Utilizing spectroscopy alone is sufficiently complicated and the nature of the interaction of light upon materials far more complicated than a simple Rayleigh scattering model.

Wikipedia's webpage "Sunlight" explains some of the measurements, and also offers a link to published tables of the US Forest Service at "Direct solar radiation on various slopes from 0 to 60 degrees north latitude; those tables are themselves estimates, and another source of inaccuracy.

The article referenced above, by Glenn S. Smith, explains on page 594, with respect to available (Rayleigh scattered) light and the properties of human vision:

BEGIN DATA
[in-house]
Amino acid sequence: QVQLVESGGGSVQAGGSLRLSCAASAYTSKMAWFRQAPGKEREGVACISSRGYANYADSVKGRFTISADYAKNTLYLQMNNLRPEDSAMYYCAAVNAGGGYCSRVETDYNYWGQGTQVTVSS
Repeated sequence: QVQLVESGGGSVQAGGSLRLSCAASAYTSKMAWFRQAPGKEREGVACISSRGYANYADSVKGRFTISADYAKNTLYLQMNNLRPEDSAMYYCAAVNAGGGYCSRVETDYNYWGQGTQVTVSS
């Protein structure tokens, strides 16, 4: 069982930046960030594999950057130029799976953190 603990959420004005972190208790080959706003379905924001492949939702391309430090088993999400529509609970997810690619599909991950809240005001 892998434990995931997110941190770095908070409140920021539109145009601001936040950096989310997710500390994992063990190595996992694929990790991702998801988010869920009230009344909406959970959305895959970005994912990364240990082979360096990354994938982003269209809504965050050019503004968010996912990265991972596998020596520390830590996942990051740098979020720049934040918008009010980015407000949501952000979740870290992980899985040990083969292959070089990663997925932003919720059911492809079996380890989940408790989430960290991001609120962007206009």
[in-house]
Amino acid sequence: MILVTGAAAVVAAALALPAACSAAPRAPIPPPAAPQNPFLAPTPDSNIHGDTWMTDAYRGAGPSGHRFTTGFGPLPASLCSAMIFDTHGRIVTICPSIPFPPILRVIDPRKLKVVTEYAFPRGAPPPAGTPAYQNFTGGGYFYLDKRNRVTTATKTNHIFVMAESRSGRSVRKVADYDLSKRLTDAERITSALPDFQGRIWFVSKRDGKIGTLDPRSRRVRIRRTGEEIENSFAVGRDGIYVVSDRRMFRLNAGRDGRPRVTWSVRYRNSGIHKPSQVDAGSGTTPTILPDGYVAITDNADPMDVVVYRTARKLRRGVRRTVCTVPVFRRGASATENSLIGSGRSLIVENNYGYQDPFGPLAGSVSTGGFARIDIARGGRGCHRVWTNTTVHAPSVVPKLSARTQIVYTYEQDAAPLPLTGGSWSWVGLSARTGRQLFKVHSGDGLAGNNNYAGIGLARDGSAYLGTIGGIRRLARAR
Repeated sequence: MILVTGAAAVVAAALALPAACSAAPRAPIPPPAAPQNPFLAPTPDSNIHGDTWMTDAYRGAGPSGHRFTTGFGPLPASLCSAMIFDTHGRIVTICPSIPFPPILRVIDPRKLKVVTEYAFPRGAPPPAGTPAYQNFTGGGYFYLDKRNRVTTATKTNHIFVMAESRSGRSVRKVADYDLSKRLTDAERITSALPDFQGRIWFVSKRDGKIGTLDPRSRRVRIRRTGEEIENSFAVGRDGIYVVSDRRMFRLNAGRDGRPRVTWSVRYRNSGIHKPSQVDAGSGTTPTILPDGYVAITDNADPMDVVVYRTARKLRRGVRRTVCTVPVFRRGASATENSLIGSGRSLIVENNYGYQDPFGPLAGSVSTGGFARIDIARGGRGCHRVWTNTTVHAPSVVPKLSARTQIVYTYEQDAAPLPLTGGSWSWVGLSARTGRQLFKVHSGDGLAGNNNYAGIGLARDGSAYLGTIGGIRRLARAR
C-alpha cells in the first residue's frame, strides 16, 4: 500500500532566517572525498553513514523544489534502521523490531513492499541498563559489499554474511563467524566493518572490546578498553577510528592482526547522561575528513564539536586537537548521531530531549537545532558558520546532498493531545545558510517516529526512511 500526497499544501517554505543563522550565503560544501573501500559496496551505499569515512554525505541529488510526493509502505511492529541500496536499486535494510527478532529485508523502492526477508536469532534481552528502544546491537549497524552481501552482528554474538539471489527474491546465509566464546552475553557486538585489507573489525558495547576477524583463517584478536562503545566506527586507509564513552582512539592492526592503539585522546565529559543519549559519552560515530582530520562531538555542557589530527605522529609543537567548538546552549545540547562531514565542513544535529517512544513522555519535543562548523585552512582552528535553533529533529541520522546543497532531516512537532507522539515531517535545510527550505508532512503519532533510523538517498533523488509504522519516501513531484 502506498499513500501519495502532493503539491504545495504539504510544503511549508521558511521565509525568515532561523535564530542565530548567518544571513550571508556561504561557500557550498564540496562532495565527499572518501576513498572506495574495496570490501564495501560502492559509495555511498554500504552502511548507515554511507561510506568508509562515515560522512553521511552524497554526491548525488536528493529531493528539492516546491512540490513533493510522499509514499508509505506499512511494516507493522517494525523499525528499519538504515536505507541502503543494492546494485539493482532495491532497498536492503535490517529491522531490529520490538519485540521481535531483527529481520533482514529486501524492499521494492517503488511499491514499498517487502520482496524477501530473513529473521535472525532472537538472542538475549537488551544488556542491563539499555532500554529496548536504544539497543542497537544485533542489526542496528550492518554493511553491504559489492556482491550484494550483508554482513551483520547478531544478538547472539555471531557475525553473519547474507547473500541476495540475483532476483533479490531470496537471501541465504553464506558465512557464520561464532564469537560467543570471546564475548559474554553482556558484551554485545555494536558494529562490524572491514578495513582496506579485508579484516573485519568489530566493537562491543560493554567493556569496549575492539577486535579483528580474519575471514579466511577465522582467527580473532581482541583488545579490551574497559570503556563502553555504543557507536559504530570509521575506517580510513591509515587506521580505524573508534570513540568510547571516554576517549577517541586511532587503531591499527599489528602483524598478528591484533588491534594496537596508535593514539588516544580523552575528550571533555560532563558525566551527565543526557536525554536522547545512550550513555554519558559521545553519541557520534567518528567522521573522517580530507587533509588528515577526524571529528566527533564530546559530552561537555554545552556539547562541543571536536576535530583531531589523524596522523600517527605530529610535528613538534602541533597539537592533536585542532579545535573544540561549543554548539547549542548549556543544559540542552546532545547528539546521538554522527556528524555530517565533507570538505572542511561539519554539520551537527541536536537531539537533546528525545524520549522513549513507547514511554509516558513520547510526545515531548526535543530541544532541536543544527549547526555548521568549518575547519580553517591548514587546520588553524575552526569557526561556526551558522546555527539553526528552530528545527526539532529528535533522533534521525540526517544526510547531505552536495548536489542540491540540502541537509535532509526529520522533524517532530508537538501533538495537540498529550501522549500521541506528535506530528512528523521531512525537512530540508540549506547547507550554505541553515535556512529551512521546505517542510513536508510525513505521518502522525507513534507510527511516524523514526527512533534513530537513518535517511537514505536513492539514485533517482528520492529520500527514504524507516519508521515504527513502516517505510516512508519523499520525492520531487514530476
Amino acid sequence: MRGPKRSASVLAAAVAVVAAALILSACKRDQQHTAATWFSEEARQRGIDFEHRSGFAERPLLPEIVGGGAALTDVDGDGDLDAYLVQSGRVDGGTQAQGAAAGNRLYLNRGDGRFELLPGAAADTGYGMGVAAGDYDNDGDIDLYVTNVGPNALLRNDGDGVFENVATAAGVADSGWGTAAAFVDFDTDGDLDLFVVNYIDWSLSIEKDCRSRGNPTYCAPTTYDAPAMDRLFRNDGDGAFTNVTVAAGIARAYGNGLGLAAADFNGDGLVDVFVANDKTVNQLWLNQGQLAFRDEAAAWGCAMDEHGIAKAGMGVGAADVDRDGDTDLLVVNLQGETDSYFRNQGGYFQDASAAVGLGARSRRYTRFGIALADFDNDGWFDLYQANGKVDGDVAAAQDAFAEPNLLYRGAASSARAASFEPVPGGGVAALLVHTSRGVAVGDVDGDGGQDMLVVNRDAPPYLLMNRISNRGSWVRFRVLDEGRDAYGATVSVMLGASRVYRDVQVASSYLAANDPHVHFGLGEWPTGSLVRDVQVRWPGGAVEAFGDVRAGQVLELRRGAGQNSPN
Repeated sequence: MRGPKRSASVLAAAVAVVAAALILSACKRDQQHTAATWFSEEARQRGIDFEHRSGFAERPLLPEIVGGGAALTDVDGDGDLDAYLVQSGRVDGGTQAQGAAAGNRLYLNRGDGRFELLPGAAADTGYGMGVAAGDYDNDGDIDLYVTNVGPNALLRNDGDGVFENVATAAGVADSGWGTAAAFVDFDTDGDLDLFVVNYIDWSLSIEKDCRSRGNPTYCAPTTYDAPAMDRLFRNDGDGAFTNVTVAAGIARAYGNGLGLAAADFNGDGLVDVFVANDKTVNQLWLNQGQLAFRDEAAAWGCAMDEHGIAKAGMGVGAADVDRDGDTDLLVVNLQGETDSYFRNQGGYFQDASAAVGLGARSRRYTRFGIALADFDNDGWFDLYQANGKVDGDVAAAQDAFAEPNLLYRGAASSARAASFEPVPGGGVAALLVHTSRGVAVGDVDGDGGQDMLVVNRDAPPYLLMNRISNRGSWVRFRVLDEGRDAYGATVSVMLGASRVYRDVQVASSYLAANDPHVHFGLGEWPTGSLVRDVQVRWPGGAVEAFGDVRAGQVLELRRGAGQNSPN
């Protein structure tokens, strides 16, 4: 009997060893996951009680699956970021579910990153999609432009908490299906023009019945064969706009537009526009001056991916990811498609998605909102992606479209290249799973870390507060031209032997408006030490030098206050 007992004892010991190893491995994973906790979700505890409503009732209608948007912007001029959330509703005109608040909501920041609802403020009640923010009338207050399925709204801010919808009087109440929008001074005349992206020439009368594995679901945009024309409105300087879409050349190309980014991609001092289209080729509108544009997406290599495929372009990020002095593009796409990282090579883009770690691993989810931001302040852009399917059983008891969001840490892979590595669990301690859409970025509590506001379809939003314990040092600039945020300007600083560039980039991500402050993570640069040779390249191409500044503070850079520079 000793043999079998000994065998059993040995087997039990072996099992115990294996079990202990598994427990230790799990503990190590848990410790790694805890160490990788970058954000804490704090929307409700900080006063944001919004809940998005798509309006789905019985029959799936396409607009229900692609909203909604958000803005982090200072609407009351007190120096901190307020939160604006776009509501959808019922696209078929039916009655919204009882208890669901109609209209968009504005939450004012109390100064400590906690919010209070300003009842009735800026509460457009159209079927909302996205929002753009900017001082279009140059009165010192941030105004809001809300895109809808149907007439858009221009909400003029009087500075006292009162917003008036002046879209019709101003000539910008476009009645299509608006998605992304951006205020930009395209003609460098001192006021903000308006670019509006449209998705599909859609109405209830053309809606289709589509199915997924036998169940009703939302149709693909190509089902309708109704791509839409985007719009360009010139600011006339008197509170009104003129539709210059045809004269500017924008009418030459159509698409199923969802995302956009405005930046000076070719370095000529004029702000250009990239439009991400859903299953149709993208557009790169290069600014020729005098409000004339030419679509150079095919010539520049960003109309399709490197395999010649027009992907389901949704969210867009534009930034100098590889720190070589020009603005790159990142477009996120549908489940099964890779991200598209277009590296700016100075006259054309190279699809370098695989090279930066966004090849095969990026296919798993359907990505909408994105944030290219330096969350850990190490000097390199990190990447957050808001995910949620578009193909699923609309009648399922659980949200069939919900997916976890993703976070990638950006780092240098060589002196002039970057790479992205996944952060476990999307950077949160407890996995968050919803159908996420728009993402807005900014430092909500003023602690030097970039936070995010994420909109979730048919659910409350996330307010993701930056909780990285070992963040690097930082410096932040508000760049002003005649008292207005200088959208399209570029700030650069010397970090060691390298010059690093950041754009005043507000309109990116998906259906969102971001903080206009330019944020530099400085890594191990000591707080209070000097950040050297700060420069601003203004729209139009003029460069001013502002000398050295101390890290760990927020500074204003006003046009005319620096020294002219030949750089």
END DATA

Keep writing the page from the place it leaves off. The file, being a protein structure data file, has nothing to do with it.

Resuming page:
"The average observer sees daytime skylight as blue because the response of the eye to the spectrum of skylight is the same that to a mixture of monochromatic blue light (spectral blue light) and white light, that is, it is the same as the response to unsaturated blue light.".

Figure 7.

"Fig. 7. Spectral irradiance for a mixture of white light and monochromatic blue light that is a metameric match to skylight. (a) Rayleigh sky ($\lambda^b$ = 474 nm), and (b) measured skylight ($\lambda^b$ = 476 nm).".

While Raman scattering plays a small role, the Rayleigh scattering (from the Hyperphysics webpage) is:

Rayleigh Scattering

You are certainly better off reading the more complete set of calculations offered by Smith.